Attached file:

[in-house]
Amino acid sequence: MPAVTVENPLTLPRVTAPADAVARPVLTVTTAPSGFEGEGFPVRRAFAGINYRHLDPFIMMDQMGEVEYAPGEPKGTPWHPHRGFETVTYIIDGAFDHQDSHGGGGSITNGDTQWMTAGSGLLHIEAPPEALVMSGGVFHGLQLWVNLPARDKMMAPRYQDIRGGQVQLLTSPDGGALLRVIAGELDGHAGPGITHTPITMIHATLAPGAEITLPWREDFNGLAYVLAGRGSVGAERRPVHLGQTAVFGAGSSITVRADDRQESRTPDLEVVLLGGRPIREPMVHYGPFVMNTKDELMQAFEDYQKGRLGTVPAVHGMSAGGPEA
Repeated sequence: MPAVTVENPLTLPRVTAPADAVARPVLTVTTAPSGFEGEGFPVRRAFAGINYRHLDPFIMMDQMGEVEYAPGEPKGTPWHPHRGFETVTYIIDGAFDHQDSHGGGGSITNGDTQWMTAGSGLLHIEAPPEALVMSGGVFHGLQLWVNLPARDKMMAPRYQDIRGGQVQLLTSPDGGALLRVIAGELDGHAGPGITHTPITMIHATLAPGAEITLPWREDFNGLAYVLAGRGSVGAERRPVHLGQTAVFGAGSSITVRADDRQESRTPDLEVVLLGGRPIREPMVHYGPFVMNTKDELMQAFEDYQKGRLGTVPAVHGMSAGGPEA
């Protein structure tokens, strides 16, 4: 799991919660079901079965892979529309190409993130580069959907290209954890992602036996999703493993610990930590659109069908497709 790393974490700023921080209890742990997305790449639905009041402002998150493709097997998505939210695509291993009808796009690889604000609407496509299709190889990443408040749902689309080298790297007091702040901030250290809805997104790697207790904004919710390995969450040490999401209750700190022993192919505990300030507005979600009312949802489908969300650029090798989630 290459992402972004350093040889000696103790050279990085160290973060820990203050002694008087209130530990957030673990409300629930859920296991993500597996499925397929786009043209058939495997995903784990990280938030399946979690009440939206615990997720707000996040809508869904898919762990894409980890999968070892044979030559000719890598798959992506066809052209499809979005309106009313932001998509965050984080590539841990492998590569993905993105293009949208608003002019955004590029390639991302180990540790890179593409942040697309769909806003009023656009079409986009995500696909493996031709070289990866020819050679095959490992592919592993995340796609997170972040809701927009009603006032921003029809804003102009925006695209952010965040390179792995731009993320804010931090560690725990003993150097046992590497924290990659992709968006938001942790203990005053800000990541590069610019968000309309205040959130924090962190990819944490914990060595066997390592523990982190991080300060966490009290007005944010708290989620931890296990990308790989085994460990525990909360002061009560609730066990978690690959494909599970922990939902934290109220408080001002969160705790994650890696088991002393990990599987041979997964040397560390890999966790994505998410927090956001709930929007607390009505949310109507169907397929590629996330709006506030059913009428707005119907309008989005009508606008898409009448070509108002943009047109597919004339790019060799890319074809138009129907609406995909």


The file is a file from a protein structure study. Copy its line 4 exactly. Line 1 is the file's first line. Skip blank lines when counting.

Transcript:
């Protein structure tokens, strides 16, 4: 799991919660079901079965892979529309190409993130580069959907290209954890992602036996999703493993610990930590659109069908497709 790393974490700023921080209890742990997305790449639905009041402002998150493709097997998505939210695509291993009808796009690889604000609407496509299709190889990443408040749902689309080298790297007091702040901030250290809805997104790697207790904004919710390995969450040490999401209750700190022993192919505990300030507005979600009312949802489908969300650029090798989630 290459992402972004350093040889000696103790050279990085160290973060820990203050002694008087209130530990957030673990409300629930859920296991993500597996499925397929786009043209058939495997995903784990990280938030399946979690009440939206615990997720707000996040809508869904898919762990894409980890999968070892044979030559000719890598798959992506066809052209499809979005309106009313932001998509965050984080590539841990492998590569993905993105293009949208608003002019955004590029390639991302180990540790890179593409942040697309769909806003009023656009079409986009995500696909493996031709070289990866020819050679095959490992592919592993995340796609997170972040809701927009009603006032921003029809804003102009925006695209952010965040390179792995731009993320804010931090560690725990003993150097046992590497924290990659992709968006938001942790203990005053800000990541590069610019968000309309205040959130924090962190990819944490914990060595066997390592523990982190991080300060966490009290007005944010708290989620931890296990990308790989085994460990525990909360002061009560609730066990978690690959494909599970922990939902934290109220408080001002969160705790994650890696088991002393990990599987041979997964040397560390890999966790994505998410927090956001709930929007607390009505949310109507169907397929590629996330709006506030059913009428707005119907309008989005009508606008898409009448070509108002943009047109597919004339790019060799890319074809138009129907609406995909």